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U.S. Court of Federal Claims

The U.S. Court of Federal Claims has nationwide jurisdiction over a variety of monetary claims against the federal government, including those involving tax refunds, federal taking of private property for public use, pay and dismissal of federal civilian employees, pay and dismissal of military personnel, land claims brought by Native Americans and/or their tribe(s), contract disputes, bid protests, patents and copyright, congressional reference, and the National Vaccine Injury Compensation Act. Pursuant to 28 U.S.C. ยง791(c), each January the clerk of the court transmits to Congress a report of the business of the court, which notes the names of the claimants, the nature of the claims, and the disposition for all judgments rendered the previous year.

Filings in this court climbed 58 percent to 1,515 in 2013. Cases involving contracts rose by 342 to 499, and miscellaneous cases went up by 104 to 180, with both increases arising mainly from two groups of related cases concerning property owners who provided below-market-rate housing in exchange for various government benefits. Vaccine filings grew by 97 to 500 in response to cases addressing the flu vaccine.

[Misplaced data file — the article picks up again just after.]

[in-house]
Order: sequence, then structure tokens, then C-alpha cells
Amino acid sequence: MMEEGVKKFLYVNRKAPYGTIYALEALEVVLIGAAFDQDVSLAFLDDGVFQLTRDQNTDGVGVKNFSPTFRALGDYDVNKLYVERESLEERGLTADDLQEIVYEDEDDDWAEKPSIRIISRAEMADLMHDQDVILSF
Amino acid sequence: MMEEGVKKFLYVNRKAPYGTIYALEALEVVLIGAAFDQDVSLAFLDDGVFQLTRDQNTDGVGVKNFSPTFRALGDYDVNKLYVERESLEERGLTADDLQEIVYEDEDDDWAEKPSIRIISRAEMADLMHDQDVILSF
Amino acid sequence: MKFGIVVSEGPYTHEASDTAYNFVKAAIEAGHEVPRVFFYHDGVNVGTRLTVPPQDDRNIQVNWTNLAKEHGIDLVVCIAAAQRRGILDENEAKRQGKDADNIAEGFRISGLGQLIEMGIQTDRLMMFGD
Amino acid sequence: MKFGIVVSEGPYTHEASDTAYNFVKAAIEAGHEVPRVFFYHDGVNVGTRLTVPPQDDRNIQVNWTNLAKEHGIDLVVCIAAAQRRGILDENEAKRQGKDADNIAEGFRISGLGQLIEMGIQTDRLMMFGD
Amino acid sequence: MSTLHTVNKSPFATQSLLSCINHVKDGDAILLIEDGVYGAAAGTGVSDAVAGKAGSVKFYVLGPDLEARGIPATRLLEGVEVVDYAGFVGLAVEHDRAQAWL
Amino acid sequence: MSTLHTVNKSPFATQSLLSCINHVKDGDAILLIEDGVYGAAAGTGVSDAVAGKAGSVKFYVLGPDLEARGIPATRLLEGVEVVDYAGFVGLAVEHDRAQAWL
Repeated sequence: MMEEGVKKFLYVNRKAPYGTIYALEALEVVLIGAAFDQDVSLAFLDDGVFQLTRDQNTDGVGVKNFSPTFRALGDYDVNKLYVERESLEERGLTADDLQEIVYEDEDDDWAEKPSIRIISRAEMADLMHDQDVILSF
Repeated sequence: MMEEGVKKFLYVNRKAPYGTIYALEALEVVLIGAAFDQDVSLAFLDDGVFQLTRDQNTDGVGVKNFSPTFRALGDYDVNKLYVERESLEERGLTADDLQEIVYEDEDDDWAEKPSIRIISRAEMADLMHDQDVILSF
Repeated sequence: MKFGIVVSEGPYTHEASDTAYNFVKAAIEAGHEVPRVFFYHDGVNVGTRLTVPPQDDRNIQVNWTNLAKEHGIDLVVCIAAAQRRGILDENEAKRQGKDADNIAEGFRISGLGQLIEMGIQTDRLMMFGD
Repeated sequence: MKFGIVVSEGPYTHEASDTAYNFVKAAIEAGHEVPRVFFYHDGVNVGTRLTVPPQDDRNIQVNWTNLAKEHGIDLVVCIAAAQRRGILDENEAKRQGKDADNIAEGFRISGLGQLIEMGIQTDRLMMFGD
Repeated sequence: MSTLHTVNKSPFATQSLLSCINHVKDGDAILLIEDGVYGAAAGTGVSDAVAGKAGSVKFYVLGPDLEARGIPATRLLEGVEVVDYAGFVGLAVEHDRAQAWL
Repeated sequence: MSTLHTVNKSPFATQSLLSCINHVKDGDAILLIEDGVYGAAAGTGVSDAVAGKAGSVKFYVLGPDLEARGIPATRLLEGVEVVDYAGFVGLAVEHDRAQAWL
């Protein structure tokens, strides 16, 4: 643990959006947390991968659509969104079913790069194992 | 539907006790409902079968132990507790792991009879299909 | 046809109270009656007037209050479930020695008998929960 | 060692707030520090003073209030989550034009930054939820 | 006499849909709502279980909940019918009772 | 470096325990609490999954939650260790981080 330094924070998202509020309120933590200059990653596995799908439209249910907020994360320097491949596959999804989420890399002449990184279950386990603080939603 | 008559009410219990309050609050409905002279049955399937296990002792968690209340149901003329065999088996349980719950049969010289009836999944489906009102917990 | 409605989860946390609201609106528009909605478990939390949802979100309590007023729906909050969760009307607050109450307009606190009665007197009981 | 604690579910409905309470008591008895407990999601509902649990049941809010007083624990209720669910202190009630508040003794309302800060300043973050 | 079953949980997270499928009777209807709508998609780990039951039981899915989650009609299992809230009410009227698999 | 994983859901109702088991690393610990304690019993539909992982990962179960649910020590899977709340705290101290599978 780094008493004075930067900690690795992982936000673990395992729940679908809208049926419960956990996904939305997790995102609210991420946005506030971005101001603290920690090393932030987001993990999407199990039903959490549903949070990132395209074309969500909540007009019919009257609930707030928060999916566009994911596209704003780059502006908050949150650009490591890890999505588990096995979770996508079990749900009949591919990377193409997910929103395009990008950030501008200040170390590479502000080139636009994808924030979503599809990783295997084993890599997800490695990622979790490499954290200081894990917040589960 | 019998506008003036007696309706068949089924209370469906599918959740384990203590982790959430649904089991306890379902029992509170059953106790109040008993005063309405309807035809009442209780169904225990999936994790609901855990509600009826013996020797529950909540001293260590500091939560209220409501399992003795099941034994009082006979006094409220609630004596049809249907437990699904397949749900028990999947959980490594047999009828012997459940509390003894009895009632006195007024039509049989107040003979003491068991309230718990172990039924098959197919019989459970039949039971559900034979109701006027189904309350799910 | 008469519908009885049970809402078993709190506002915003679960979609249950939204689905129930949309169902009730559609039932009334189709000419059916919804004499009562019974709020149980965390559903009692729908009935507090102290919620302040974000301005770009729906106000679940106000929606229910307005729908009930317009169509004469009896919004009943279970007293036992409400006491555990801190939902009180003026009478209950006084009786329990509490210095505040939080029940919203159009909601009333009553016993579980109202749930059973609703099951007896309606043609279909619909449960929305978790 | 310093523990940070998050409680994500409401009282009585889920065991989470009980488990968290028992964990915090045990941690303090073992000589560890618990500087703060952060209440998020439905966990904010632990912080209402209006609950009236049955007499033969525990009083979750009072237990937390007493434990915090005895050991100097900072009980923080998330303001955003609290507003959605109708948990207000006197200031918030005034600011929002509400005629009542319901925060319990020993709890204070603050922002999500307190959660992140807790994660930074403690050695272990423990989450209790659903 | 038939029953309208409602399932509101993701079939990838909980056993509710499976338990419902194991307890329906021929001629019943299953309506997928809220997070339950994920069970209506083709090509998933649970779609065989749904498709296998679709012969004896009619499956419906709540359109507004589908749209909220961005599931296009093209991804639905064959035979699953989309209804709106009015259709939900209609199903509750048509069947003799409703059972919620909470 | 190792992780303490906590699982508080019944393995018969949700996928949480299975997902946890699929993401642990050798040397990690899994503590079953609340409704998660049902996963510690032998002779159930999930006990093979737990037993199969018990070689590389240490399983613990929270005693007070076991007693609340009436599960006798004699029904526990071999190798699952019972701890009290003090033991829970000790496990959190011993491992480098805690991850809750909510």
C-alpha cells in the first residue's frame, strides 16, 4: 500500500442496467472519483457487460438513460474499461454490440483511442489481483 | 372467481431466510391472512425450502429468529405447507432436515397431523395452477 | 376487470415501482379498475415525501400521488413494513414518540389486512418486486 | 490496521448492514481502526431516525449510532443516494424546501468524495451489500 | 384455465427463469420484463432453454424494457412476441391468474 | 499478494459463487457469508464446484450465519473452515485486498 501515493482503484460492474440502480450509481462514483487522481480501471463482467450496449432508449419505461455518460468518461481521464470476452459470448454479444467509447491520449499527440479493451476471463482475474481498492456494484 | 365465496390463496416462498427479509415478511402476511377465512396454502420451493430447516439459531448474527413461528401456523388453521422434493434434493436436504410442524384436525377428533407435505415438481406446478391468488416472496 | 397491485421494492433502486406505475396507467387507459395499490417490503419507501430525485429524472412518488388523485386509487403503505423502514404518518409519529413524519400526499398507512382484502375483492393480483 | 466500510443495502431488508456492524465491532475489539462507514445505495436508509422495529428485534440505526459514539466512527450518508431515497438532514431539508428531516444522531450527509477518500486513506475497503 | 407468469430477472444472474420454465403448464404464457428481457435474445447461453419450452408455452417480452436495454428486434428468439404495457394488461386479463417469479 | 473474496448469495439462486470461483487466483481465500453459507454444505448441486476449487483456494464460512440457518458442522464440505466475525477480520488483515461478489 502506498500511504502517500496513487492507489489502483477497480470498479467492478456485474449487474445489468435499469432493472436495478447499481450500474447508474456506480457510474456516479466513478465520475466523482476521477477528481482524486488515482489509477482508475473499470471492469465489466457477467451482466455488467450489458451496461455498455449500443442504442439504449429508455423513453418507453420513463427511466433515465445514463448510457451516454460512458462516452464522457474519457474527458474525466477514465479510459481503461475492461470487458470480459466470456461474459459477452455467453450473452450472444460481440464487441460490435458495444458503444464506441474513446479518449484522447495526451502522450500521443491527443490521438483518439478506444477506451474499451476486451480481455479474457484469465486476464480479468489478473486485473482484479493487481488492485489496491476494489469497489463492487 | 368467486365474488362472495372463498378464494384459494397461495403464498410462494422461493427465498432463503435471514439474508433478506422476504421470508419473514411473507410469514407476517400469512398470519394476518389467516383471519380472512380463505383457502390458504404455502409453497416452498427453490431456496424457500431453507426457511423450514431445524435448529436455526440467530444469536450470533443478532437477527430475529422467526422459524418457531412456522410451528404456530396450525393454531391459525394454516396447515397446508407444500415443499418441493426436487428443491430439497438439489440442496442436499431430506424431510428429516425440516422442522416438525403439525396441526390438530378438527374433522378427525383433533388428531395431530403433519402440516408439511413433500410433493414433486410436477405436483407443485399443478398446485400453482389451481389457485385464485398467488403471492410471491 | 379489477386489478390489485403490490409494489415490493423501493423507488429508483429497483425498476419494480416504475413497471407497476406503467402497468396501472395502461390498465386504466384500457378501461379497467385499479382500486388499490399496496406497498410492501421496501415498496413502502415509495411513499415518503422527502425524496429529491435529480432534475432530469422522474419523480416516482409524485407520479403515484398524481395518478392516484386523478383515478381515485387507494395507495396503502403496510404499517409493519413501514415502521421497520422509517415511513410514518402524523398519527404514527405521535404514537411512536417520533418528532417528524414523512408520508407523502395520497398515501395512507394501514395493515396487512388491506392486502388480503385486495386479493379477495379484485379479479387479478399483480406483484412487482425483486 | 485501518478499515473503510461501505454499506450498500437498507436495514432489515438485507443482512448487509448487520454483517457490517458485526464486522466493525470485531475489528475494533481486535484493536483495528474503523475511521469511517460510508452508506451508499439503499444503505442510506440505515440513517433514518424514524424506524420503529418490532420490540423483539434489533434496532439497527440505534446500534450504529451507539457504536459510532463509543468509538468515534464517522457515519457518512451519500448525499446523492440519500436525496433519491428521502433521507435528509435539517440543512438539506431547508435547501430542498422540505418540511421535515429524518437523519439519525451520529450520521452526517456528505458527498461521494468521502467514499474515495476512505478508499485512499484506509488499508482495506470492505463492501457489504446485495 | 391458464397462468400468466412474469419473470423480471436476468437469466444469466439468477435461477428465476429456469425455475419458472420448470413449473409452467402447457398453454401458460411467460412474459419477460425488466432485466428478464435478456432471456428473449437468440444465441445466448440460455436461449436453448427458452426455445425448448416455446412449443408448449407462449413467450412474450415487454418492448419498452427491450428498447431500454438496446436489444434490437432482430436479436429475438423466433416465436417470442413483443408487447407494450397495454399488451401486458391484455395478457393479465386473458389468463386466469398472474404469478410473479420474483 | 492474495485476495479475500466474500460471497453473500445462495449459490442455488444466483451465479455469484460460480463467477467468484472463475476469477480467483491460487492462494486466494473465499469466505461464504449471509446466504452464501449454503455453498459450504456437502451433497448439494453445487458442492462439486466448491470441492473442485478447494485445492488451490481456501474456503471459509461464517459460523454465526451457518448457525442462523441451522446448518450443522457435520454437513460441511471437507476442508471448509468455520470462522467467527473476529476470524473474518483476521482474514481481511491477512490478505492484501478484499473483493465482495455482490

Case terminations decreased 52 percent to 1,616. In 2012, terminations had jumped in response to the dismissal of many cases alleging that vaccines containing Thimerosol were related to the occurrence of autism. This year, as terminations exceeded filings, pending cases dropped 2 percent to 2,618.

For actions terminated in 2013, the amount claimed by plaintiffs/petitioners exceeded $5 billion. Judgments for plaintiffs/petitioners exceeded $1 billion, of which more than $300 million carried interest. Judgments for the United States on counterclaims or offsets totaled more than $3 million. Under its non-monetary jurisdiction, the court disposed of 105 contract cases seeking injunctive or declaratory relief.

From 2009 to 2013, filings in the court have risen 69 percent. During that five-year period, case terminations have increased 39 percent, and pending cases have dropped 64 percent.

For data on the case filings in the Court of Federal Claims, see Tables G-2A and G-2B.